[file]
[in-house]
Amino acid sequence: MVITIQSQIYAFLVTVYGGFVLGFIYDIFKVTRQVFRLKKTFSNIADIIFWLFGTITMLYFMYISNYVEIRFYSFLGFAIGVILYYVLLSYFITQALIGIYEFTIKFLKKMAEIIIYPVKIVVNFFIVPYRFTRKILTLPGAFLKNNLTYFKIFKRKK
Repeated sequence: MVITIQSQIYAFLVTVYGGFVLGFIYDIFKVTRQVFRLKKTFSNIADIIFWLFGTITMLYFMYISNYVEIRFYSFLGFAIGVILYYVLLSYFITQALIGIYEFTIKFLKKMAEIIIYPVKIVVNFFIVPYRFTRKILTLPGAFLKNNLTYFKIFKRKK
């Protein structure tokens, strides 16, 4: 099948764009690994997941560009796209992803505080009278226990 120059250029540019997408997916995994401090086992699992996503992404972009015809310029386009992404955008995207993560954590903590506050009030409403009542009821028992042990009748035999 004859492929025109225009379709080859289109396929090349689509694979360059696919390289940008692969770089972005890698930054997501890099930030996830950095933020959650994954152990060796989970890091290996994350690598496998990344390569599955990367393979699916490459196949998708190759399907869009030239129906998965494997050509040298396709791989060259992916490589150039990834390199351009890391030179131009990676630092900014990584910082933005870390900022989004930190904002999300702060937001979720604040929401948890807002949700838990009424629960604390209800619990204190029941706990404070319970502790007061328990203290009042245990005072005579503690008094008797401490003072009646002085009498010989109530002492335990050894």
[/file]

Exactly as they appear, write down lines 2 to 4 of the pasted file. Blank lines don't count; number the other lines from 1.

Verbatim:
Amino acid sequence: MVITIQSQIYAFLVTVYGGFVLGFIYDIFKVTRQVFRLKKTFSNIADIIFWLFGTITMLYFMYISNYVEIRFYSFLGFAIGVILYYVLLSYFITQALIGIYEFTIKFLKKMAEIIIYPVKIVVNFFIVPYRFTRKILTLPGAFLKNNLTYFKIFKRKK
Repeated sequence: MVITIQSQIYAFLVTVYGGFVLGFIYDIFKVTRQVFRLKKTFSNIADIIFWLFGTITMLYFMYISNYVEIRFYSFLGFAIGVILYYVLLSYFITQALIGIYEFTIKFLKKMAEIIIYPVKIVVNFFIVPYRFTRKILTLPGAFLKNNLTYFKIFKRKK
């Protein structure tokens, strides 16, 4: 099948764009690994997941560009796209992803505080009278226990 120059250029540019997408997916995994401090086992699992996503992404972009015809310029386009992404955008995207993560954590903590506050009030409403009542009821028992042990009748035999 004859492929025109225009379709080859289109396929090349689509694979360059696919390289940008692969770089972005890698930054997501890099930030996830950095933020959650994954152990060796989970890091290996994350690598496998990344390569599955990367393979699916490459196949998708190759399907869009030239129906998965494997050509040298396709791989060259992916490589150039990834390199351009890391030179131009990676630092900014990584910082933005870390900022989004930190904002999300702060937001979720604040929401948890807002949700838990009424629960604390209800619990204190029941706990404070319970502790007061328990203290009042245990005072005579503690008094008797401490003072009646002085009498010989109530002492335990050894």